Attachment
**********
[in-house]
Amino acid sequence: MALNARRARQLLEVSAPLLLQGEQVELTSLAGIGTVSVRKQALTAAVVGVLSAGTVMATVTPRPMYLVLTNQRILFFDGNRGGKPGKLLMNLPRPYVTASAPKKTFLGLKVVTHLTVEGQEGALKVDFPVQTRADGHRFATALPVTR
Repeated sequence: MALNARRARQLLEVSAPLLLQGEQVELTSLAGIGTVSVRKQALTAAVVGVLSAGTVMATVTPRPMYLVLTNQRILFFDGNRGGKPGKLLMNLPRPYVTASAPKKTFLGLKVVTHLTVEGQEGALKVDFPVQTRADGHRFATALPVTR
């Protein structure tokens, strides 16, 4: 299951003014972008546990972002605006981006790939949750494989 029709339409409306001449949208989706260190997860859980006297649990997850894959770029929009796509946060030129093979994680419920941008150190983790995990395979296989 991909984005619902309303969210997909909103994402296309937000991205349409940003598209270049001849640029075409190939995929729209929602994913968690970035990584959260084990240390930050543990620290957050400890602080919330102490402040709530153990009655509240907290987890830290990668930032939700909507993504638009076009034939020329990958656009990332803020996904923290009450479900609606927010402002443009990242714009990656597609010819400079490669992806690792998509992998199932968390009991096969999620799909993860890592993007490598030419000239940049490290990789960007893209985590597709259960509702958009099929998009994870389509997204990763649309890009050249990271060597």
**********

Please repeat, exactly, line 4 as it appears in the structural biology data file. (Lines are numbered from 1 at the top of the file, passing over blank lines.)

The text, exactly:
């Protein structure tokens, strides 16, 4: 299951003014972008546990972002605006981006790939949750494989 029709339409409306001449949208989706260190997860859980006297649990997850894959770029929009796509946060030129093979994680419920941008150190983790995990395979296989 991909984005619902309303969210997909909103994402296309937000991205349409940003598209270049001849640029075409190939995929729209929602994913968690970035990584959260084990240390930050543990620290957050400890602080919330102490402040709530153990009655509240907290987890830290990668930032939700909507993504638009076009034939020329990958656009990332803020996904923290009450479900609606927010402002443009990242714009990656597609010819400079490669992806690792998509992998199932968390009991096969999620799909993860890592993007490598030419000239940049490290990789960007893209985590597709259960509702958009099929998009994870389509997204990763649309890009050249990271060597």